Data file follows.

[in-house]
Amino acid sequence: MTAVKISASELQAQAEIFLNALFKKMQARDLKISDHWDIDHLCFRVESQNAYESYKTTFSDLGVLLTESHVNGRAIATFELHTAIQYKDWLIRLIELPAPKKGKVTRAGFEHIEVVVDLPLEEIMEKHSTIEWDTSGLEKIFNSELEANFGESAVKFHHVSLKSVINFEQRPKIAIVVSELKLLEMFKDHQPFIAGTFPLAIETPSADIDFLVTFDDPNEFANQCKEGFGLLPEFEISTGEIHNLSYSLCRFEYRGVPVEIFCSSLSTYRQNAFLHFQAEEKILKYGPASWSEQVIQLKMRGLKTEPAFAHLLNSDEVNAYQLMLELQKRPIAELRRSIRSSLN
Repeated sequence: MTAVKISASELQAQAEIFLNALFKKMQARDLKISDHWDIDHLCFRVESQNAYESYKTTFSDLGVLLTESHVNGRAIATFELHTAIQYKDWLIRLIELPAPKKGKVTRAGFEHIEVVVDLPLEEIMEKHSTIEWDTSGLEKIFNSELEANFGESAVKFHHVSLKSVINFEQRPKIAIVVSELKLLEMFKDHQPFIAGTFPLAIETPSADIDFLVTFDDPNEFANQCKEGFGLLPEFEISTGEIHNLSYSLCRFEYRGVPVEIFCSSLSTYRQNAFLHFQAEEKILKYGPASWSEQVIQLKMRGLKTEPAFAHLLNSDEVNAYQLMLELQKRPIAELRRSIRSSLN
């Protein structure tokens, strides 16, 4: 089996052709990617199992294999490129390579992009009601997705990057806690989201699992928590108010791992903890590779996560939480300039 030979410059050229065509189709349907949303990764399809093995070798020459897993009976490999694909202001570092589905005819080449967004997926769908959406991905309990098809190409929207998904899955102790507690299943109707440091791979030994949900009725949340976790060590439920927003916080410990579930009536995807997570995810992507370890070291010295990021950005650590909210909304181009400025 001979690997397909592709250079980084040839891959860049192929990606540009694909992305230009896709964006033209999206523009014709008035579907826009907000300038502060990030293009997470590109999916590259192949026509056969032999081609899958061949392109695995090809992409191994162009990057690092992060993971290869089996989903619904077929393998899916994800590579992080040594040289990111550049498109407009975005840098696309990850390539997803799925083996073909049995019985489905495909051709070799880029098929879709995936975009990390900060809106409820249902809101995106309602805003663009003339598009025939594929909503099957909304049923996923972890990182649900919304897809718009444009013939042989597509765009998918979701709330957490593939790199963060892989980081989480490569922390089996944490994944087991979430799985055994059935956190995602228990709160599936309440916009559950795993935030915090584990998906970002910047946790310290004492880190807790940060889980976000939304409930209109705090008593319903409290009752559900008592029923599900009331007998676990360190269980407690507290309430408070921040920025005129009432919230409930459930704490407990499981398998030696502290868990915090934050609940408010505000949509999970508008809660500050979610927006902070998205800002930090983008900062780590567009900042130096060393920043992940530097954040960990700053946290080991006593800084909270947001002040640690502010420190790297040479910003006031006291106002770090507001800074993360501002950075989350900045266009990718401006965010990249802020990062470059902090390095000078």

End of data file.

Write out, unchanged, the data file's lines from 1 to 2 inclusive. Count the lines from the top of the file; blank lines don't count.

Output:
[in-house]
Amino acid sequence: MTAVKISASELQAQAEIFLNALFKKMQARDLKISDHWDIDHLCFRVESQNAYESYKTTFSDLGVLLTESHVNGRAIATFELHTAIQYKDWLIRLIELPAPKKGKVTRAGFEHIEVVVDLPLEEIMEKHSTIEWDTSGLEKIFNSELEANFGESAVKFHHVSLKSVINFEQRPKIAIVVSELKLLEMFKDHQPFIAGTFPLAIETPSADIDFLVTFDDPNEFANQCKEGFGLLPEFEISTGEIHNLSYSLCRFEYRGVPVEIFCSSLSTYRQNAFLHFQAEEKILKYGPASWSEQVIQLKMRGLKTEPAFAHLLNSDEVNAYQLMLELQKRPIAELRRSIRSSLN